Contrary to popular belief, small waters can be extremely difficult to crack. Fortunately, avid carper RYAN NEED has 10 top tips up his sleeve…
1. SET TRAPS
I’ve found taking a softly-softly approach is the most effective way to catch wary carp on intimate venues. The spod rod stays at home and the throwing stick in the van, while I create small traps that will trick the wariest carp. I like to employ small PVA bags and light leads to create small parcels of food that carp will approach with very little caution. Excessive casting and large beds of bait aren’t usually the answer and I’ve found the best approach is to get the trap in position as quickly and quietly as possible.
2. USE FLUOROCARBON
Fluorocarbon has totally transformed my fishing over the last couple of years and I simply wouldn’t go fishing without it. I see a lot of anglers combining fluorocarbon hook links with leadcore leaders, which I find pretty strange. If you are worried about the fish spooking and want to use an ultra-subtle presentation, combining a fluoro leader with a matching rig is definitely the most effective presentation. If you spend most of your time on small venues, take a look at fluoro main line. It sinks like a brick and is very hard for carp to see underwater, making it the perfect choice for small waters.
3. TARGET FEATURES
The fish move around frequently and will have their own patterns, which you can almost set your clock by. They may spend the morning at one end of the lake, before moving into deeper water at night. If you can find the areas and features that attract the fish at certain times of the day, you’ll certainly increase the chances of catching. Visible features like islands, overhanging bushes and lily pads are all great areas to try but don’t neglect features under the water too. Gravel bars, deep holes and marginal shelves could all be patrol routes used by the fish on a regular basis.
4. PICK THE RIGHT PEG
If the water is still relatively cold and the carp are feeding with very little gusto, there’s a good chance the carp may be held up in very specific areas of the lake. There’s no doubt certain pegs will produce more fish, so keep an eye out on catch reports and speak to the bailiff or other anglers as much as possible. Don’t rely on the fish coming to you, you might have to drop your rig straight on top of them if you want to get the alarms singing.
5. MAKE A NOTE
As I mentioned, carp on small venues can be very regimented. As well as visiting certain areas at certain times of the day, the fish may also eat during very specific feeding spells. I’m currently fishing a small venue that produces 99% of the takes during the day, meaning I don’t have to spend any nights on the bank. Once you’ve worked out when they are prepared to feed, you can spend less time on the bank and really maximise your chances. It’s worth making a note of previous captures and storing them on a note pad or in your phone. It shouldn’t take long for you to work out their feeding patterns.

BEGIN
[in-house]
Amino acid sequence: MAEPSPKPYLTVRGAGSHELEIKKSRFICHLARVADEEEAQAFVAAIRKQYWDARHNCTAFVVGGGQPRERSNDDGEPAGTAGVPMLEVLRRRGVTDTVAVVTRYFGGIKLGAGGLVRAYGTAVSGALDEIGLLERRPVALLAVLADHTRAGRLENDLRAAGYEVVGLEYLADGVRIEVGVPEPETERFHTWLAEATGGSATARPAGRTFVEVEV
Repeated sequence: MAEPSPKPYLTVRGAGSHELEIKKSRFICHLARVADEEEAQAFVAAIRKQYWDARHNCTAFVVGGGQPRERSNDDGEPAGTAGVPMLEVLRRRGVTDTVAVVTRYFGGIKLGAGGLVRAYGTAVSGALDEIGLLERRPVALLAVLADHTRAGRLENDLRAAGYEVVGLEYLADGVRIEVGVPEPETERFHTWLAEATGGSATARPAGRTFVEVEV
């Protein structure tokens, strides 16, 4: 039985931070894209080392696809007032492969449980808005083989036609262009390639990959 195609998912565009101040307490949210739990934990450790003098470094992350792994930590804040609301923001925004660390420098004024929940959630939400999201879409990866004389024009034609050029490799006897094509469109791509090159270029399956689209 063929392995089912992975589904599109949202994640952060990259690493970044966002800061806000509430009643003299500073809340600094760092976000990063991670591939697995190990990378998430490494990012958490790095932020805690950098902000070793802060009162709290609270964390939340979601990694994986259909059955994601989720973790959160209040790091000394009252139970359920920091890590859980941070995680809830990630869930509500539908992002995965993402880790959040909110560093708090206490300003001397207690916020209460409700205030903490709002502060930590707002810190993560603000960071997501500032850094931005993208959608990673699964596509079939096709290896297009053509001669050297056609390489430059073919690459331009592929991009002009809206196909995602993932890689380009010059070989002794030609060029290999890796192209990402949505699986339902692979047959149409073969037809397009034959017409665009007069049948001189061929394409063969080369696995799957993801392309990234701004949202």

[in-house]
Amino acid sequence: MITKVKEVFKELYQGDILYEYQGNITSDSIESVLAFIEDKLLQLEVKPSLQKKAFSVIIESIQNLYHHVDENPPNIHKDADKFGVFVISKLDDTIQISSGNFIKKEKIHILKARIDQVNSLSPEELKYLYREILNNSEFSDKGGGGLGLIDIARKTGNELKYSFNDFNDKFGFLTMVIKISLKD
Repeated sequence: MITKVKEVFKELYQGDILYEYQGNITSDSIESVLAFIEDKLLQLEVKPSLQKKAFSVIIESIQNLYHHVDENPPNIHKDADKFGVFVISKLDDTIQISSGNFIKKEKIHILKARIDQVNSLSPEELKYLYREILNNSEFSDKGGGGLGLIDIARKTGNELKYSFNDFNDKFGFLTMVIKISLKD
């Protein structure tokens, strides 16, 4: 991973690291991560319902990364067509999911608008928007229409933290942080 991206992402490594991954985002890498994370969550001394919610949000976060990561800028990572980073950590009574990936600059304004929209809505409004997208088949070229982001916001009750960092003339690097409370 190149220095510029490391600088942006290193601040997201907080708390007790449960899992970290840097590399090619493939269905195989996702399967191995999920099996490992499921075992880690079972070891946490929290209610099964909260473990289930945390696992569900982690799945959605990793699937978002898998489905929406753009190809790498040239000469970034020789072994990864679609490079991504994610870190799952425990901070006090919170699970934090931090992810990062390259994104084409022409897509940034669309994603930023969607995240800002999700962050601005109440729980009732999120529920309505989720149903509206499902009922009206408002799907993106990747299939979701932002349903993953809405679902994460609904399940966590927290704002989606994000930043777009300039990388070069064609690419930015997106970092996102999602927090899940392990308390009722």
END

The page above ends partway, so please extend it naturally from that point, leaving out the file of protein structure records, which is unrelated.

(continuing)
6. PIN EVERYTHING DOWN
Regardless of where I’m fishing or the size of the venue, you can guarantee I will be using back leads. They are such a small, simple item that can totally transform the way your main line sits on the lake bed. On small, venues it’s imperative that your main line is pinned to the deck because as soon as a carp comes into contact with it, they will quickly vacate the area.
7. TAKE A STEP BACK
Carp in small venues will spook much easier than on larger venues because they are never too far away from the next angler. It’s absolutely imperative that you always set your gear up well away from the bank because any loud sounds or disturbances could have a detrimental effect on your fishing. Avoid shouting to your mate in the next swim, speaking loudly on the phone and walking heavily close to the edge of the lake.
8. DON’T BE AFRAID TO TWEAK
Fishing small venues is not just about flicking out a couple of hook baits and sitting on your hands, you may have to work at getting bites. If I’m struggling to bag fish, I will often change the colour of my hook baits, try a different rig, or cast to another area of the lake. I’ve lost count of the amount of times a small tactical change has brought a quick take, even on some of the trickiest lakes I’ve fished.
9. GET ON THE ZIGS
If I had to use one tactic for the rest of my angling days it would have to be the zig rig. They are an absolutely fantastic approach and I’ve caught countless carp from intimate venues using them. Most anglers neglect them on little lakes, so they can be a real edge, especially during spring and summer. I generally fish a zig on one rod at all times and have found that the action can come thick and fast if you find the correct depth. Once again, don’t be afraid to tweak them until you get them right.
10. SMALL BAITS
I’ve fished all manner of small venues over the years and have found that big baits generally produce fewer bites. With most anglers employing the same tactics and the same sized baits, it doesn’t take long for the carp to wise up that they are being fished for. A handful of 10mm boilies over a matching hook bait can be a real edge and is something I haven’t seen many anglers doing.